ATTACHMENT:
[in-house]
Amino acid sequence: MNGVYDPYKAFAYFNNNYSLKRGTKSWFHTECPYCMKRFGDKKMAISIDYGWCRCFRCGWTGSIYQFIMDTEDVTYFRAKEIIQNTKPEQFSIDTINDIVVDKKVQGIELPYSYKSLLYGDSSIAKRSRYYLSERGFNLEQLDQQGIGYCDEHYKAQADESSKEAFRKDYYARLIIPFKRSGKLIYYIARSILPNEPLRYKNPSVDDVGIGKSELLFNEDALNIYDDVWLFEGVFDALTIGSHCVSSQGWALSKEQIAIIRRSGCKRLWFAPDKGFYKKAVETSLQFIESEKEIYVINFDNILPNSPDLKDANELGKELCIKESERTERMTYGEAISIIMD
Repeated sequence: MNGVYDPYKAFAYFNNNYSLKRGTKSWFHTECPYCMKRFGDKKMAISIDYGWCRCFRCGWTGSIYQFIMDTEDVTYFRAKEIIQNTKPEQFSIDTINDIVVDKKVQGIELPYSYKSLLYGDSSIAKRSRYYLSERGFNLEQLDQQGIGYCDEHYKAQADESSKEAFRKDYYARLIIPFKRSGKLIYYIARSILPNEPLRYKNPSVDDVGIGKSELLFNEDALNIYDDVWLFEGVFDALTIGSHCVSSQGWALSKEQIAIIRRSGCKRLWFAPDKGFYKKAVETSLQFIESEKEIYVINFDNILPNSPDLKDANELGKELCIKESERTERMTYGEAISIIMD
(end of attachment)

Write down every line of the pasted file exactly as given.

[in-house]
Amino acid sequence: MNGVYDPYKAFAYFNNNYSLKRGTKSWFHTECPYCMKRFGDKKMAISIDYGWCRCFRCGWTGSIYQFIMDTEDVTYFRAKEIIQNTKPEQFSIDTINDIVVDKKVQGIELPYSYKSLLYGDSSIAKRSRYYLSERGFNLEQLDQQGIGYCDEHYKAQADESSKEAFRKDYYARLIIPFKRSGKLIYYIARSILPNEPLRYKNPSVDDVGIGKSELLFNEDALNIYDDVWLFEGVFDALTIGSHCVSSQGWALSKEQIAIIRRSGCKRLWFAPDKGFYKKAVETSLQFIESEKEIYVINFDNILPNSPDLKDANELGKELCIKESERTERMTYGEAISIIMD
Repeated sequence: MNGVYDPYKAFAYFNNNYSLKRGTKSWFHTECPYCMKRFGDKKMAISIDYGWCRCFRCGWTGSIYQFIMDTEDVTYFRAKEIIQNTKPEQFSIDTINDIVVDKKVQGIELPYSYKSLLYGDSSIAKRSRYYLSERGFNLEQLDQQGIGYCDEHYKAQADESSKEAFRKDYYARLIIPFKRSGKLIYYIARSILPNEPLRYKNPSVDDVGIGKSELLFNEDALNIYDDVWLFEGVFDALTIGSHCVSSQGWALSKEQIAIIRRSGCKRLWFAPDKGFYKKAVETSLQFIESEKEIYVINFDNILPNSPDLKDANELGKELCIKESERTERMTYGEAISIIMD